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Apple stores having 'gravitational pull' on mall shoppers - report

Analysts for investment bank Piper Jaffray spent six hours this past weekend monitoring traffic at mall-based Apple retail stores and found that the shops exerted a gravitational pull on shoppers who came within 25 feet of the entranceways.

Specifically, analyst Gene Munster and his team found that 27 percent of people walking within 25-feet of an Apple store entrance wound up entering the store. Once in the stores, however, only a fraction of those shoppers actually purchased anything. But Munster in a note to clients early Monday morning said he believes the draw may be indicative of consumers' future purchase decisions.

"The important point is this gravitational pull highlights that consumers' future buying intentions could be shifting to Apple from PCs," he explained. "If materialized, this shift should benefit Apple in 2008 and 2009."

On average, 462 people entered Apple stores each hour on Friday when the company was holding its 24-hour Black Friday sale, the analyst said. By Saturday evening, however, that number had fallen to about 241 people per hour.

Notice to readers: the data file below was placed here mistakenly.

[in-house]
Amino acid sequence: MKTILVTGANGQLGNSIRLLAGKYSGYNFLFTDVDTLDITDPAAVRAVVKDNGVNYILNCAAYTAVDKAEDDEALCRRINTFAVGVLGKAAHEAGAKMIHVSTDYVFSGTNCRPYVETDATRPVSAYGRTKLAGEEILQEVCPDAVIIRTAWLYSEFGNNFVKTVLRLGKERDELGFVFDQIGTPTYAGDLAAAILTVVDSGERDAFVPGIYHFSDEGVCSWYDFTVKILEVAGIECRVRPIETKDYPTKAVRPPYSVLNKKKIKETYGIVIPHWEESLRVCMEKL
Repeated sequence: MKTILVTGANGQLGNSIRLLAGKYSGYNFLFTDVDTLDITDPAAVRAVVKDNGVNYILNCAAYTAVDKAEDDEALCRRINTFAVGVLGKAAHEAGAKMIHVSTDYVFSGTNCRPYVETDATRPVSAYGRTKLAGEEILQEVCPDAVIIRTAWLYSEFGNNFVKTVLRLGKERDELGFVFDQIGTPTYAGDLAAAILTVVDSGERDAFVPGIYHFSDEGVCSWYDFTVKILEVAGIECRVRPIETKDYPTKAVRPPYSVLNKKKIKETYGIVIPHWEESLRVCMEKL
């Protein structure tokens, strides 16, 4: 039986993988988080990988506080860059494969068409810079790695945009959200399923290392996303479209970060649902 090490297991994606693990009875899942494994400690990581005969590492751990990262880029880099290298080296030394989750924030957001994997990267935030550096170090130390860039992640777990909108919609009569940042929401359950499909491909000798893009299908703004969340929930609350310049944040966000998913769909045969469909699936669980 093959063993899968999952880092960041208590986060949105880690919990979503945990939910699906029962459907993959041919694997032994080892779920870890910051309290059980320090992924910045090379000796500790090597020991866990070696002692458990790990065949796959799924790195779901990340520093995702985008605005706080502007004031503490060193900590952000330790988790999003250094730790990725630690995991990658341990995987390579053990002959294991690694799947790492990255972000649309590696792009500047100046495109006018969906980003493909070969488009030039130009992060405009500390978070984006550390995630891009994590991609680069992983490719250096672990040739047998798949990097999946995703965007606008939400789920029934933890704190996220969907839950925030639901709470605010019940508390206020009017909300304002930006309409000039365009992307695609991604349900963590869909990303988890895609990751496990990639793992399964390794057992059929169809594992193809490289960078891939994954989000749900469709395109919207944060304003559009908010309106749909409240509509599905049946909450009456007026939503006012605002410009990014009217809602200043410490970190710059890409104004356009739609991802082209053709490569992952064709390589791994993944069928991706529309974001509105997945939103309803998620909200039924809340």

During these times, Munster and his team observed the stores selling an average 5.3 Macs and 1 iPhone each hour, compared to 4.3 Macs and 1.3 iPhones during a similar round of checks back in August.

Meanwhile, the stores sold an average of 13 iPods per hour. While the analyst did not have comparative data from his August checks, he said the sales mix appeared to be favoring the higher priced models.

Of the iPods sold as Munster and his team observed, 46 percent were iPod nanos, 19 percent were iPod classics, 19 percent were iPod shuffles and 16 percent were iPod touches.

"Bottom line is the iPod mix for December appears to be favoring higher average selling price (ASP) iPods compared to our model," the analyst advised clients, noting that he had previously been forecasting for as much as 38 percent of the holiday iPod mix to be comprised of the low-cost iPod shuffles.

Munster, whose checks focused primarily on Apple stores in the Midwest and East Coast, maintained his Buy rating and $250 price target on shares of the Cupertino-based electronics maker.